May the Force be with you (if you have a licence to use the Force …)

Written by Éamon Chawke | October 21, 2016

Intellectual Property

The Star Wars brand was born in 1977 with the release of the first film in the series: simply, “Star Wars”. It’s almost 40 years later and if you’re not aware that Star Wars has since become a worldwide pop culture phenomenon, you have probably been living on an abandoned Death Star.

One of the factors that has contributed to the success of the Star Wars franchise is the extent to which the maker of Star Wars, George Lucas, has sought to aggressively protect and enforce the Star Wars intellectual property (IP).

In the past, Lucasfilm has filed a complaint against Motorola for selling a mobile phone that used the word “Droid” and has even filed a complaint against the Reagan administration for using “Star Wars” as the name for its missile defence system. Lucasfilm also filed an IP complaint over the design of replica Stormtrooper costumes which went all the way to the Supreme Court.

The latest Star Wars IP battle started earlier this month in the United States District Court in San Francisco where Lucasfilm filed a lawsuit against the New York Jedi and Lightsaber Academy. The Academy offers classes on Jedi combat and describes itself as “a consortium of lightsaber practitioners with a culmination of 50 years’ experience of teaching various swordplay techniques.”

Lucasfilm has alleged in its lawsuit that the Academy’s use of the words “Jedi” and “lightsaber”, and its use of the Jedi Order logo, constitute infringement of Lucasfilm’s trade mark rights. Lucasfilm is seeking up to $2 million in damages for each trade mark infringement.

It is worth noting that Michael Brown, the man behind the Academy, had in the past sought permission from Lucasfilm to license the use of various Star Wars elements, but permission was denied.


There are a few points to take away from the Star Wars Academy saga –

First, look beyond the headline brand. Most people know that it is a good idea to protect their headline brand name or logo if they want to prevent copycat competitors from using their brand (or a very similar brand) to unfairly benefit from the goodwill and reputation that they have built up. However, this case shows that secondary brand names and logos (e.g. words like “Jedi” and “lightsaber” which are not the headline brand name, but which still uniquely identify the brand) may also be worth protecting.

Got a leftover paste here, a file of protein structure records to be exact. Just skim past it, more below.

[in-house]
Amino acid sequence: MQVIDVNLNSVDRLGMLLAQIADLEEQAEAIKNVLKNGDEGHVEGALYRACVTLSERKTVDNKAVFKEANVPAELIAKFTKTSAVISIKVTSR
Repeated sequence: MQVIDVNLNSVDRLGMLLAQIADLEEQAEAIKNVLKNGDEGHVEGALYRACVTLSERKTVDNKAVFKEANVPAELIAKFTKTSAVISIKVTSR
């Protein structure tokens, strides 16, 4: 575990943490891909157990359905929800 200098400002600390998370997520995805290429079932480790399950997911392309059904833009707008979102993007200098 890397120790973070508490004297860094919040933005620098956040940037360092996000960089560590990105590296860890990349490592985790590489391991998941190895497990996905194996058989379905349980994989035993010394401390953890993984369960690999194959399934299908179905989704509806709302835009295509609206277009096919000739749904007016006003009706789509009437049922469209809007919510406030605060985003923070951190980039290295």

Second, be on the look-out for infringement. IP infringement is extremely common now and brand owners should expect infringement and carry out regular searches on Google, news websites, social media platforms, company registers, trade mark registers etc. for unauthorised use of their brand. Where a party requests a licence to use IP rights, and the request is refused, the IP owner should monitor the activities of the party requesting the licence and be alive to the possibility that they may use the IP without authorisation (as was the case here).

Third, respond to infringement. Lucasfilm (and its new owner, the Walt Disney Company) have a well-earned reputation for jealously guarding IP rights. This reputation, in itself, is valuable because it disincentivises infringement. Brand owners who wish to protect the integrity of their brand should always respond when they discover that their IP rights have been infringed. This may not prevent IP infringement completely, but it may prevent escalation of the problem by disincentivising future infringement.

Briffa are intellectual property law specialists and advice on all aspects of contentious and non-contentious trade mark law and practice. If you have any queries about the protection of your brand, please do not hesitate to get in touch.

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